Chemical formula – relative numbers of atoms of each element present Empirical formula – the simplest whole number formula Structural formula – the order and type of attachements – shows multiple bonds - may show lone pairs - hard to show 3-d
Positive and negaive ions joined together by electrostatic forces Metals tend to lose electrons to form cations Non-metals tend to gain electrons to form anions Ionic solids formulae are reported as the formula unit – inappropriate to call it a molecular formula
Na loses one electron to form the sodium ion Cl gains one electron to form the chloride ion Centers of ions are shown in the ball and stick model for clarity Space filling model shows how the ions are actually in contact with one another. We will discuss face centered cubic and other types of packing in chapter 13
Some inorganic compounds for molecules Sulfur and phosporous for example. They come in various forms called allotropes – these are one allotrope of each
Glucose Emprical formula leads us to the name “carbohydrate”
Molecular formula tells us there are TWO moles of C per mole of halothane. We also know about the MASSES of the compound and its elemental components. Therefore we can talk about PERCENT COMPOSITION BY MASS
These types of calculations can be carried out in reverse for the following reasons: Unknown compounds are analyzed for % composition. Relative proportion of elements present on a mass basis. Chemical formula requires mole basis, I.e. numbers of atoms.
If you know the molecular wt it is beneficial to choose that number, then only first three steps are required.
Read the problem carefully Pick out the critical information Think Follow the steps to solve the problem
Step 5. You can multiply the rounded off one if you wish, but be careful of introducing an error If all the subscripts are within ±0.1 you are probably OK to round to the integer. Step 6: Simple multiplication is obvious here.
Water vapour absorbed by magnesium perchlorate Carbon dioxide absorbed by sodium hydroxide. The differences in mass of the absorbers before and after yiled the masses of water and CO 2 produced in the reaction Combustion takes place in an excess of oxygen so you cannot measure oxygen. Oxygen CAN be analyzed separately but is usually determined by difference.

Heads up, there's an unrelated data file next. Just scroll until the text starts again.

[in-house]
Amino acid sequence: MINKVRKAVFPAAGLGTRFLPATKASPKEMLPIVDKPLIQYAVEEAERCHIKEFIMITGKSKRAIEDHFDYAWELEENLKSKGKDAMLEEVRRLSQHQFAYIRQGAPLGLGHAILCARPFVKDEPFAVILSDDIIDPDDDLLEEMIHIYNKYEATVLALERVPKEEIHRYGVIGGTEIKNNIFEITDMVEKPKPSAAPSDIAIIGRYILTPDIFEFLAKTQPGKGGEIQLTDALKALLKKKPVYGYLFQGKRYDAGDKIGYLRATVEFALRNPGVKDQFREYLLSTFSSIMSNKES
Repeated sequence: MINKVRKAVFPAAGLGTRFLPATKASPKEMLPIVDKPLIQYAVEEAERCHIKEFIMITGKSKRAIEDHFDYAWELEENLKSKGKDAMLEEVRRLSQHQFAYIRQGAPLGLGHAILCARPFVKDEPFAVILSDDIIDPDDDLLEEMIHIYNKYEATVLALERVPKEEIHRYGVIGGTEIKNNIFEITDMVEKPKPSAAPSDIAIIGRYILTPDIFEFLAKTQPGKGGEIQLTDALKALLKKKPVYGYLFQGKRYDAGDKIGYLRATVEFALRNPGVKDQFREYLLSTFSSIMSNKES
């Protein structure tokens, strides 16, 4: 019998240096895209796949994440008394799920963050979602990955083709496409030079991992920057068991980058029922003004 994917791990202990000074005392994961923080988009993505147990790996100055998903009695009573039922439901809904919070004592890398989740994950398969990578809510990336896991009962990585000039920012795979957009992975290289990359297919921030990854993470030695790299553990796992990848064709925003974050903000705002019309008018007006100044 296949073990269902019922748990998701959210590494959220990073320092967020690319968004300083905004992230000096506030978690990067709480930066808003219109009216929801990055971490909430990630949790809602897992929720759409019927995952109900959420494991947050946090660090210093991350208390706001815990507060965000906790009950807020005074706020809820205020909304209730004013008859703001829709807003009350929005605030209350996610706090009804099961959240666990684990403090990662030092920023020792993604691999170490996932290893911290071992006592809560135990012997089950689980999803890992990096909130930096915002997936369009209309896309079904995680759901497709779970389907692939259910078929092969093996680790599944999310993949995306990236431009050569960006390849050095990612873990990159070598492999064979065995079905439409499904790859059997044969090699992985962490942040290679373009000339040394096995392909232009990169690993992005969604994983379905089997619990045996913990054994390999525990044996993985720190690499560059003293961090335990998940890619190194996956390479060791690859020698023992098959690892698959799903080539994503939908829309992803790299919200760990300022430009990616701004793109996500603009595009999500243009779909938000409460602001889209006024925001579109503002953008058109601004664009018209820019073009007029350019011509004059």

Metals are electron sources Non-metals are electron sinks Sodium goes to the +1 oxidation state Chlorine goes tot eh –1 oxidation state
Rule 1 states OS of elements is 0 Rule 2 the total OS is 0, Rule 6 oxygen should be –2 to give a total of –6 for O, therefore 2 Al must be +6 or each Al is +3. Rule 2 the total OS is –1, Rule 6 oxygen should be –2 to give a total of –8 for O, therefore Mn must be +7. Rule 2 the total OS is –1, Rule 3 beats Rule 5 , so Na OS = +1 and H OS = -1. There are other examples in the text and much more detail on the rules. Read this material carefully.
Trivial names such as water, ammonia, sugar, acetone, ether.
Write the unmodified name of the metal Then write the name of the nonmetal, modifed to end in ide . Ionic compounds must be electrically neutral
We have already discussed simple anions such as hydride, fluoride, chloride, iodide etc.
Most oxoacids are ternary compounds composed of hydrogen, oxygen and one other nonmental. Oxoacids are molecular compounds, salts are ionic compounds Ic and ate names are assigned to compounds (rather than ite and ate as in the oxoanions) in which the central nonmetal atom has an oxidation state equal to the periodic group number – 10 For halogens ic and ate names are assigned to compounds in which the halogen has an oxidation state of +5.
These are structural isomers. The structures are different these molecules do not have the same formula, they are different c) Now these molecules have the same formula and ALSO the same connectivity. These are geometric isomers.